HRT – Free Menopause

Recent media attention to the findings that HRT can increase the risk of breast cancer may understandably have made many women reluctant to take these synthetic hormones. Other long term effects have been suggested such as increased risk of blood clots, weight gain and gynaecological problems and host of other short term effects that makes many women give up the treatment within the first year. Therefore before embarking on HRT it may be worth considering and trying some natural alternatives. There are many dietary, exercise and lifestyle improvements that can be made and will be covered in part two of this article next week. Here are just a sample of some the more natural supplements available to counteract the effects of menopause and boost wellbeing. As with all supplements professional help must be sought to ensure your individual suitability and correct dosage.

Sage

Sage has been used through the centuries by both the Romans and Greeks and was actually used for many purposes including as a fertility remedy for woman. It can be used for hot flushes and sweats in the form of a cooled tea or a tincture. A dose at night-time may help prevent night sweats.

Black Cohosh

This native American remedy is used as a  female hormonal tonic. It is a phytoestrogen (plant source of oestrogen like substances)  and can boost oestrogen and give oestrogen like effects. It is indicated for a wide range of menopausal symptoms including hot flushes and depression. Evidence has also shown Black Cohosh can lower blood pressure and be calming to the nervous system. It can also be used to help relieve PMT symptoms. This herb is indicated where there are  low oestrogen levels (approx. 30% of women suffering menopausal symptoms).

menopause

Agnus Castus

One of the most well known supplements for the effects of the menopause .In studies in Europe a study showed that out of 551 patients taking the supplement for three months or more there was an improvement in symptoms in 83% of the patients with 29% actually becoming symptom free . The action of agnus castus is to moderate oestrogen levels and is therefore suited to those with high oestrogen  levels . It also reduces high levels of prolactin which is associated with breast tenderness .Note therefore that it  has the opposite effect of Black Cohosh.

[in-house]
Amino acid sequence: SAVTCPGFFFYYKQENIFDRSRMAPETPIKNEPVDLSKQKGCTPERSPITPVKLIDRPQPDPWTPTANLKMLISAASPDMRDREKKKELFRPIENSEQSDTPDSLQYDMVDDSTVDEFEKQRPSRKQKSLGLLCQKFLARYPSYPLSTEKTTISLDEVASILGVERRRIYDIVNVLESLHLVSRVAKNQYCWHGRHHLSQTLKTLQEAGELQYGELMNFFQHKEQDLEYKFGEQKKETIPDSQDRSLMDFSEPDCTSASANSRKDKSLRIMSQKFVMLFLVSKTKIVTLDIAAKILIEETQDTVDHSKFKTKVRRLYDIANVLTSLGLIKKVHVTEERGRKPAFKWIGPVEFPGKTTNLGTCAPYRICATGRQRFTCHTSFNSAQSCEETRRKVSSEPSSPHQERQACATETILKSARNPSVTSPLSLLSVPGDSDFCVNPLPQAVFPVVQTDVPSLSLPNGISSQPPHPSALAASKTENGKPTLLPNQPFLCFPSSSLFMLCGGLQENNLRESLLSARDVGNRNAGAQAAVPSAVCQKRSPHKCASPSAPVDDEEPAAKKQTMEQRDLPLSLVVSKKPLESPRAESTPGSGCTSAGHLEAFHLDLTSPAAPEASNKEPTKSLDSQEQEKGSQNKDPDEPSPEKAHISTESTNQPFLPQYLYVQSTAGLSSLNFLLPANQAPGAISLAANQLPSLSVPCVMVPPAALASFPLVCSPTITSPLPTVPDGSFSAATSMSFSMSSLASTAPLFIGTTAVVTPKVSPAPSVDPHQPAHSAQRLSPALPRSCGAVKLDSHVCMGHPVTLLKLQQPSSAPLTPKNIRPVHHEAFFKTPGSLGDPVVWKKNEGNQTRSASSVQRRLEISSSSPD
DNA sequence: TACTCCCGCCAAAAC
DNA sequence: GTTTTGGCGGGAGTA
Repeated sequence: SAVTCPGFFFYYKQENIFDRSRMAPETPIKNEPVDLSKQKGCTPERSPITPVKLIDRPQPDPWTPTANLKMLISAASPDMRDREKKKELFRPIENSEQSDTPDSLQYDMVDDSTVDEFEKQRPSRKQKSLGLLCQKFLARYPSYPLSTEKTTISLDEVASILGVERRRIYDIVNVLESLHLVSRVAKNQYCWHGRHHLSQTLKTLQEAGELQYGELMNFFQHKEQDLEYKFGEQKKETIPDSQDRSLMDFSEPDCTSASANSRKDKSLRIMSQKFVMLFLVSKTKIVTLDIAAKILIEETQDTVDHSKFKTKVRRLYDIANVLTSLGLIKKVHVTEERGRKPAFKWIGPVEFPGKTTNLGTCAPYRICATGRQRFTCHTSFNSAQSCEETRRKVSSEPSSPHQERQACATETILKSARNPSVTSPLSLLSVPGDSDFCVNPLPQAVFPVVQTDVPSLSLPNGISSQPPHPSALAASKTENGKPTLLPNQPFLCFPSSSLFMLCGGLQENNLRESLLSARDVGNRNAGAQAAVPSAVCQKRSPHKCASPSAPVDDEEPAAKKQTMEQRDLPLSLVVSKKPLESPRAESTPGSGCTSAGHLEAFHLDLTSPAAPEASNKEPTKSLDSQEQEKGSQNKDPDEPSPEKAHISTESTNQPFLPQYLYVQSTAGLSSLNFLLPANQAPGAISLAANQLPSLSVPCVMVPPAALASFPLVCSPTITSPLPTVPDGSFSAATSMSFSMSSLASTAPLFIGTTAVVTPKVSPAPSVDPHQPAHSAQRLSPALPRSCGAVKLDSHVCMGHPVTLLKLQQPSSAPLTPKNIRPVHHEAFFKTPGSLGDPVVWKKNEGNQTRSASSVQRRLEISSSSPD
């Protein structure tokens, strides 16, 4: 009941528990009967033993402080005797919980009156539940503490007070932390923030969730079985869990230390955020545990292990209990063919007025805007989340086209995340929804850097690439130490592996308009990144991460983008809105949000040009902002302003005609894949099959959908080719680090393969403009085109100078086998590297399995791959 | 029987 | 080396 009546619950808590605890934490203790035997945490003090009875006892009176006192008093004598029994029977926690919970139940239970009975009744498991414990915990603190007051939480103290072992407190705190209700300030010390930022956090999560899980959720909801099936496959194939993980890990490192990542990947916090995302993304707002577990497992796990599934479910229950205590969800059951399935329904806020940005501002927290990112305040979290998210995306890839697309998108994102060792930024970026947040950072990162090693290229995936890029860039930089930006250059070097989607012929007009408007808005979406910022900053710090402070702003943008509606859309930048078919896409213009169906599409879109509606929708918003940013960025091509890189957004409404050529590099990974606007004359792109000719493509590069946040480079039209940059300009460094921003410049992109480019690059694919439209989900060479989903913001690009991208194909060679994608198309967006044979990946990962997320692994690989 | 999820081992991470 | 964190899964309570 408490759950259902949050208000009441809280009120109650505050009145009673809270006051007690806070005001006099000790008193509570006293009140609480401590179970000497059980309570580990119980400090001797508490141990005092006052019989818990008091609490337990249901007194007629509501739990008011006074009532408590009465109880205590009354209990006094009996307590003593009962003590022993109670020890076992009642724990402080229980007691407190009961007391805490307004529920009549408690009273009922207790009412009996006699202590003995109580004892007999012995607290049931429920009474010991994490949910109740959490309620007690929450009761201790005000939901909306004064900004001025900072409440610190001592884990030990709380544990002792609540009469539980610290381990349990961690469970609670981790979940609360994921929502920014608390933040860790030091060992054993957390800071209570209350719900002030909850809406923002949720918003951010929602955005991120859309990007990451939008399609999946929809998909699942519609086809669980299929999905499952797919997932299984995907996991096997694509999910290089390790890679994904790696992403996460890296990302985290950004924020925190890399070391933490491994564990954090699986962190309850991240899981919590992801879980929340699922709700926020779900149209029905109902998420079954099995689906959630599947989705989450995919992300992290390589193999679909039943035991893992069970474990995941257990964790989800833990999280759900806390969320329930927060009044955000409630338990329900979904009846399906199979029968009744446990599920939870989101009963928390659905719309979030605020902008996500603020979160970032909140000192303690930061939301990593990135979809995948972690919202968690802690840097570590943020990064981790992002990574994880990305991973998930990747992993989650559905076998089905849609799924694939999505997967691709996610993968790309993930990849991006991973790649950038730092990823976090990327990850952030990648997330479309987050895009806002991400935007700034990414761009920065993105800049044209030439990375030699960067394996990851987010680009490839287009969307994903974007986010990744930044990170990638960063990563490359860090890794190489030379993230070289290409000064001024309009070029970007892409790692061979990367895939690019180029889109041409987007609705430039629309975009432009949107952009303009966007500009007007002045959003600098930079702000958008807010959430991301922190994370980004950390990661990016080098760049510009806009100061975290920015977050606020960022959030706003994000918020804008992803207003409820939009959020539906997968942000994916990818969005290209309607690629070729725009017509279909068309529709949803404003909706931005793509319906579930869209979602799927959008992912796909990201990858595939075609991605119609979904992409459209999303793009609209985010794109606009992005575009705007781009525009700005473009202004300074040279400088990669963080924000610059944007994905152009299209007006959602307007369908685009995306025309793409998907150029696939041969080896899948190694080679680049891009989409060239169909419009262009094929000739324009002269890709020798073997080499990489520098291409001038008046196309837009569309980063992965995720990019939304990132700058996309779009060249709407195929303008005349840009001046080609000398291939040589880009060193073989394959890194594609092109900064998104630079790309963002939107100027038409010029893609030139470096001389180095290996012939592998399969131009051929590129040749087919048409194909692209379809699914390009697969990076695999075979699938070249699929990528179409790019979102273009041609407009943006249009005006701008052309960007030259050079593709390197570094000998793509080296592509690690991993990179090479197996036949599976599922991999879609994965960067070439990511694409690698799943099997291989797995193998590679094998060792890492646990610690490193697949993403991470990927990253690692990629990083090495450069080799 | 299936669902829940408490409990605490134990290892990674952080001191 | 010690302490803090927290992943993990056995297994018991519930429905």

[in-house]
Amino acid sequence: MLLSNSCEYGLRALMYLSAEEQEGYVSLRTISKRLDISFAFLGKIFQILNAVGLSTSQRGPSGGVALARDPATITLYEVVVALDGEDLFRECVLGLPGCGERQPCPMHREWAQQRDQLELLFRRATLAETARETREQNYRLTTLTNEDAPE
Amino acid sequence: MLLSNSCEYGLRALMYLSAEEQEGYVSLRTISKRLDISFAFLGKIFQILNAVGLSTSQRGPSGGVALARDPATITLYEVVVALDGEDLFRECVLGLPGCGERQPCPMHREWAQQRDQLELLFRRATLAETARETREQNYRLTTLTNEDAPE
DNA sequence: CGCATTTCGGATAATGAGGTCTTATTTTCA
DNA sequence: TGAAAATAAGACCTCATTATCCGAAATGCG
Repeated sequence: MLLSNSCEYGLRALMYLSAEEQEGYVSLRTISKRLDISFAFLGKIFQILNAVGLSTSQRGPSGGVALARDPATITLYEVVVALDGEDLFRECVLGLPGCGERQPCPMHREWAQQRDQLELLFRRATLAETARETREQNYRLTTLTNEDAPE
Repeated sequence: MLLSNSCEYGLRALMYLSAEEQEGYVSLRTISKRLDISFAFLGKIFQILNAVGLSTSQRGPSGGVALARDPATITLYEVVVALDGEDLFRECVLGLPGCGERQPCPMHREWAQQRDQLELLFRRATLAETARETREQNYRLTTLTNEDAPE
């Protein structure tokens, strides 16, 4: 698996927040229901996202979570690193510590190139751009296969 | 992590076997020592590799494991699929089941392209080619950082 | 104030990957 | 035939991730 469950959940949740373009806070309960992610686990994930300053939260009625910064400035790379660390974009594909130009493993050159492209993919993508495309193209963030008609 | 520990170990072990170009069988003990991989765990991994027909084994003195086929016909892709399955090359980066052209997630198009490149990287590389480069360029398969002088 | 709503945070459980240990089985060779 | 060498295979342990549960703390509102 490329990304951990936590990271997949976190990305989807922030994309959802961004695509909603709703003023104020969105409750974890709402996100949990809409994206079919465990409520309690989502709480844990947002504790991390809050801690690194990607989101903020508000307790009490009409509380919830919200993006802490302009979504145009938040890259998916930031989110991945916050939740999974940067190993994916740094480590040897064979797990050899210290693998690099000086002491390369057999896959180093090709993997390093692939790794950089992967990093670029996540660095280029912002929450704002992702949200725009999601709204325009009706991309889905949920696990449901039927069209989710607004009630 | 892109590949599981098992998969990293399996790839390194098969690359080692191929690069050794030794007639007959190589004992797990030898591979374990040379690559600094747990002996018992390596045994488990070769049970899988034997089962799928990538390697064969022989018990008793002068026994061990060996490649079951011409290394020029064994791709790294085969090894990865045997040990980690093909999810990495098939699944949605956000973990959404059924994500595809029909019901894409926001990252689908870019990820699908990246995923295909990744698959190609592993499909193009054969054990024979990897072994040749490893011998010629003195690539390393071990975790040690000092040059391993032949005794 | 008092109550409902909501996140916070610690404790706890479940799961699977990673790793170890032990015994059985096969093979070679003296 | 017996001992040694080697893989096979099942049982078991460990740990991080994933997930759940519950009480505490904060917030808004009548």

Don Quai

Don quai is an adaptagen ( hormonal balancer) and can safely be used for either high or low oestrogen levels. It has long been used in Asia to treat menopausal symptoms and may also help with cardiovascular diseases such as high blood pressure and circulation problems. Generally considered to be of low toxicity but fair-skinned people may become more sensitive to sunlight whilst taking it. Therefore limit time in sun and avoid sunbeds.

Many women fear the menopause but with the correct nutrition, exercise and the help of complimentary therapies some or even all of the unpleasant symptoms can be relieved. Recent media attention to the increased risks associated with HRT will give many women the impetus to try natural alternatives. Here are some general guidelines:

Diet

Good nutrition can be of significant benefit during menopause. In brief: – Eat a healthy diet with at least five portions of fruit and vegetables daily.

Increase fluid intake ­preferably water-to counter excess sweating and reduce sugar and salt intake.

Cut down on red meat and replace with lean poultry, beans, pears and lentils, chickpeas and oily fish which all have benefits.

Ensure you consume adequate calcium or take specially formulated supplements. Semi-skimmed milk is a good source of calcium but so are green leafy vegetables, unsalted nuts, bony fish , cheese , almonds, sesame seeds, yoghurt and calcium fortified products.

Cut down on saturated fats. Use monounsaturated or polyunsaturated  fats such as sunflower oil or olive oil and ensure a good source of fatty acids  at least twice weekly such as oily fish, walnuts, or linseeds.

Eat three or four low-fat (but not fat free) nutritious meals daily which contain good amounts of fibre and whole grains to help keep blood sugar levels even and tiredness and irritability at bay.

Reduce caffeine and fizzy drinks.

Increase your intake of Soya, eating at least one portion a day.

Japanese women whose diets are traditionally rich in Soya suffer little from menopausal problems and levels of breast cancer are much lower. Soya contains isoflavins (oestrogen like plant compounds) which are known to decrease hormone related cancers and reduce menopausal symptoms including hot flushes.
Other important nutrients at the time of the menopause are Vitamins B (Complex) C and E as well as many minerals including Calcium, Magnesium, Iron, Boron, silica, Selenium and Zinc.

Exercise

Is essential in the menopause to  ensure that the heart and cardiovascular system are kept in good shape as well as weight bearing exercise keeping the bone density good –  helping to offset the risk of osteoporosis. Exercise will also help keep stress levels under control and help keep body weight down and metabolism up , as weight gain is usual with the menopause. Do weight bearing exercise three times a week such as walking, low impact exercise classes or dancing and other forms of exercise that are preferred.

Lifestyle

Moderate your lifestyle where possible to ensure quality leisure time. Give yourself pampering treats such as massages or reflexology. Keep up all health checks such as Blood pressure, cholesterol , smears and mammograms and focus on keeping your health optimised.

Read up on the menopause and be advised of all the options open to you. The menopause with the right help and attitude need not be a time to dread but can be happily got through ­ naturally.